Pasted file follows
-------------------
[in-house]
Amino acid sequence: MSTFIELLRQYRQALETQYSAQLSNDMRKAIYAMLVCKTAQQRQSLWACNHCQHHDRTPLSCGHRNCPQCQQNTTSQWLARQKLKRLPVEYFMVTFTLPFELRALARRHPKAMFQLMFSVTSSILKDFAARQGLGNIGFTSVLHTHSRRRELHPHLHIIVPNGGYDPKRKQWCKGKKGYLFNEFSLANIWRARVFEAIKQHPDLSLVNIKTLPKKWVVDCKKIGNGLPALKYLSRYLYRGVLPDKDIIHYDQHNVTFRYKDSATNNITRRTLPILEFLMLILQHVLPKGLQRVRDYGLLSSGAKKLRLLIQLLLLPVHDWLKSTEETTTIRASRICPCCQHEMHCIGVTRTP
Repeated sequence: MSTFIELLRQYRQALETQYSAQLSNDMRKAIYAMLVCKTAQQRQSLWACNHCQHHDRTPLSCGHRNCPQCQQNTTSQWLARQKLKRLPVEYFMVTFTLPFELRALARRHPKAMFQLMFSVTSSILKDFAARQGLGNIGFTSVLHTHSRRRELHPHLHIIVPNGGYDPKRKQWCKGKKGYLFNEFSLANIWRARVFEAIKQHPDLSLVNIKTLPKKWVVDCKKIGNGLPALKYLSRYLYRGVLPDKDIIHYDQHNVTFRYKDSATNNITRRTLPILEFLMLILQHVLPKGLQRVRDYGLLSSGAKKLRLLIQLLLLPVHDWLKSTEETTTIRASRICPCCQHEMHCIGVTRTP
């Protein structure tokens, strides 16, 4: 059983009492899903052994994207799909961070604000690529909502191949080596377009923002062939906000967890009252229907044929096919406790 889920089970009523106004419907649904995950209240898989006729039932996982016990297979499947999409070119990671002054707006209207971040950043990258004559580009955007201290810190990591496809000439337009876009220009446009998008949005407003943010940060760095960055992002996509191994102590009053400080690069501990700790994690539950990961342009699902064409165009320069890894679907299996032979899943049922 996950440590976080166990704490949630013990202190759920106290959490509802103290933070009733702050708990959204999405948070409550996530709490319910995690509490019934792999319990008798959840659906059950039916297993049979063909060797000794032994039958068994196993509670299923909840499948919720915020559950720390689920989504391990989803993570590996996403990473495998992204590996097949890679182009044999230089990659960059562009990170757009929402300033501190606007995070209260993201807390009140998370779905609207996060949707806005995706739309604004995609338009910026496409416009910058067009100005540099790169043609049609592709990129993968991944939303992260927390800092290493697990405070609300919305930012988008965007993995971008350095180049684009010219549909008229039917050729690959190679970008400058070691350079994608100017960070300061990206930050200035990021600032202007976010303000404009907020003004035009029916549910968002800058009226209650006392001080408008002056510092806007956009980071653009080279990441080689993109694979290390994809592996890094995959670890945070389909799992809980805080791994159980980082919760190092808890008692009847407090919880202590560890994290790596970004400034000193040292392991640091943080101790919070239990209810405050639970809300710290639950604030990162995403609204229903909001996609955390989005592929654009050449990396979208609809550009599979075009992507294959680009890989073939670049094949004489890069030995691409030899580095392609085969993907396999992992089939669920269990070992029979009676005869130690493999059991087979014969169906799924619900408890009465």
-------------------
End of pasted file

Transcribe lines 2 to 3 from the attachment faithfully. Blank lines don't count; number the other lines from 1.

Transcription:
Amino acid sequence: MSTFIELLRQYRQALETQYSAQLSNDMRKAIYAMLVCKTAQQRQSLWACNHCQHHDRTPLSCGHRNCPQCQQNTTSQWLARQKLKRLPVEYFMVTFTLPFELRALARRHPKAMFQLMFSVTSSILKDFAARQGLGNIGFTSVLHTHSRRRELHPHLHIIVPNGGYDPKRKQWCKGKKGYLFNEFSLANIWRARVFEAIKQHPDLSLVNIKTLPKKWVVDCKKIGNGLPALKYLSRYLYRGVLPDKDIIHYDQHNVTFRYKDSATNNITRRTLPILEFLMLILQHVLPKGLQRVRDYGLLSSGAKKLRLLIQLLLLPVHDWLKSTEETTTIRASRICPCCQHEMHCIGVTRTP
Repeated sequence: MSTFIELLRQYRQALETQYSAQLSNDMRKAIYAMLVCKTAQQRQSLWACNHCQHHDRTPLSCGHRNCPQCQQNTTSQWLARQKLKRLPVEYFMVTFTLPFELRALARRHPKAMFQLMFSVTSSILKDFAARQGLGNIGFTSVLHTHSRRRELHPHLHIIVPNGGYDPKRKQWCKGKKGYLFNEFSLANIWRARVFEAIKQHPDLSLVNIKTLPKKWVVDCKKIGNGLPALKYLSRYLYRGVLPDKDIIHYDQHNVTFRYKDSATNNITRRTLPILEFLMLILQHVLPKGLQRVRDYGLLSSGAKKLRLLIQLLLLPVHDWLKSTEETTTIRASRICPCCQHEMHCIGVTRTP